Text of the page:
We aren't quite to this topic yet, but it will come up soon enough. I thought I'd share an interesting exploration activity for Linear Inequalities. Well, specifically the graphs of the linear inequalities. Simple linear graphs are something they see in Algebra I and they maybe get to the inequality version in Algebra I, but you never know. Last year while teaching this I had a kid ask the dreaded "when would we use this?" and I was able to come up with something related to optimized profit regions or something. It wasn't bad, but I think this will help too. This is a rough outline. There will probably be discussion questions related to this as well or something for them to follow along with. My Algebra numbers are low enough that I can manage 2-3 kids per iPad easily.

Needed items: iPads, Maps app (built-in), SketchBook Express (free)

Intro: Presented with a landmark, describe where I live, in whatever method seems right to you.

Step 2: Represent what it means to live "east of Blalock":

Step 3: Narrow the area a little more. Would it help to use another reference street? Does "north of Long Point" help?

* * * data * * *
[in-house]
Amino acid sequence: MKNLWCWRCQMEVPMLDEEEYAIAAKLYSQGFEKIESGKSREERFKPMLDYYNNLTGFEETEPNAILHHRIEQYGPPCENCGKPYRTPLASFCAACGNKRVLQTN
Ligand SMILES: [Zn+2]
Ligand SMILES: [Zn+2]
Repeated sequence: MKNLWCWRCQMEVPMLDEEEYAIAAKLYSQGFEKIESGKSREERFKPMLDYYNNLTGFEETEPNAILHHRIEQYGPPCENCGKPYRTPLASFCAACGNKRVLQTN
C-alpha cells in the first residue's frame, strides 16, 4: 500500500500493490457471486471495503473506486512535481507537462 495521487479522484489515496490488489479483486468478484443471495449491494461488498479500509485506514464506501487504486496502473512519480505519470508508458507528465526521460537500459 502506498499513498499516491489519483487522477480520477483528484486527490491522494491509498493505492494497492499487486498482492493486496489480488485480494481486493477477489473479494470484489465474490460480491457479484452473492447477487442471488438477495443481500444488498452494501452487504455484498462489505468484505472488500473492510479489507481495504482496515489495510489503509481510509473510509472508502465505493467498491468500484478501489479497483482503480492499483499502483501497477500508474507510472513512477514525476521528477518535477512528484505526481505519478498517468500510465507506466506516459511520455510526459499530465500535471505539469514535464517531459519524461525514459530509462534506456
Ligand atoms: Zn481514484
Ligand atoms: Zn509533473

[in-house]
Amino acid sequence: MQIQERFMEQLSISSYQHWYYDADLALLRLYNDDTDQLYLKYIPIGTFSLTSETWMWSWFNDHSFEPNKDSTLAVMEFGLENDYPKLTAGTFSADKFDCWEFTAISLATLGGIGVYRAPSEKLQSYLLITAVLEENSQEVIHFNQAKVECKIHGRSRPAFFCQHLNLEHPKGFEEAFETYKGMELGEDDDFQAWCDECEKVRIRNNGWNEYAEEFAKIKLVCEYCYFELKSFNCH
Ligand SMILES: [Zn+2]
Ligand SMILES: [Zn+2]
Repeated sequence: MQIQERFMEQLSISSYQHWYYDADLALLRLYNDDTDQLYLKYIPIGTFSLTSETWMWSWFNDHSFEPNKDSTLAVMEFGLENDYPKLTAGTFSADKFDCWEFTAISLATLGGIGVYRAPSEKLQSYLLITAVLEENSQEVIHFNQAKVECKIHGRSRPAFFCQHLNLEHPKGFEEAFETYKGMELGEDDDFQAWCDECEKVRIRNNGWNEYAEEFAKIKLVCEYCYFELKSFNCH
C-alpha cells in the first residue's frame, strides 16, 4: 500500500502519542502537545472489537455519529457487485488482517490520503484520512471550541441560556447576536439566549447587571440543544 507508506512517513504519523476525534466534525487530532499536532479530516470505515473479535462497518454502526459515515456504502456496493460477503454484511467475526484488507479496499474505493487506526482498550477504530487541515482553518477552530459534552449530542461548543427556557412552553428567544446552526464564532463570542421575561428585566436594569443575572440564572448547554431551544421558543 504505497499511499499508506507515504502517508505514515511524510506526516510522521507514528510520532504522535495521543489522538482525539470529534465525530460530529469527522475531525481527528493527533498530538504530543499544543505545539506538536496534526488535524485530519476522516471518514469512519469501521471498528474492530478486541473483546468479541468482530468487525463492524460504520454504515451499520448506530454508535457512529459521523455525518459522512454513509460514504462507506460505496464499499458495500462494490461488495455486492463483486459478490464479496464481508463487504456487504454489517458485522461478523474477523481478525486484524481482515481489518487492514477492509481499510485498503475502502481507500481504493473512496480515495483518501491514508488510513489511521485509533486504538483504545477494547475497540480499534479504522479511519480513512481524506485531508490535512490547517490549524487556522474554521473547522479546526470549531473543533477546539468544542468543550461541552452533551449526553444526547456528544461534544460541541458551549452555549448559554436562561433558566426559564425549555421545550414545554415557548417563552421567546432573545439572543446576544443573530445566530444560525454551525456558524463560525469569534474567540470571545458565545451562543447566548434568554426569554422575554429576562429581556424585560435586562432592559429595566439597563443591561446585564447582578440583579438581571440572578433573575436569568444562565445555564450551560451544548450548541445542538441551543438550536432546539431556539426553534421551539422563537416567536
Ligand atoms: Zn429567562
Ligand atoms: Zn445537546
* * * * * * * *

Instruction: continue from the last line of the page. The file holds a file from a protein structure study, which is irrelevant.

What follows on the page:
Step 4: Could we refine this more? Could "south of Campbell" help also? How many iterations would it take to get an accurate idea of where I live?

After modeling this, assign locations for the students to find, have them represent the location of their landmark using a graph AND include a description that someone could use to narrow down the search area.

Going further questions:

- Is two streets enough to figure out where someone lives? Is three streets too much to remember? What about four?
- How would this apply to search and rescue?
- Why am I designating the streets with dashed lines instead of solid lines?
- How could we represent "east of Blalock" as an inequality? Should we consider "east" as greater than or less than?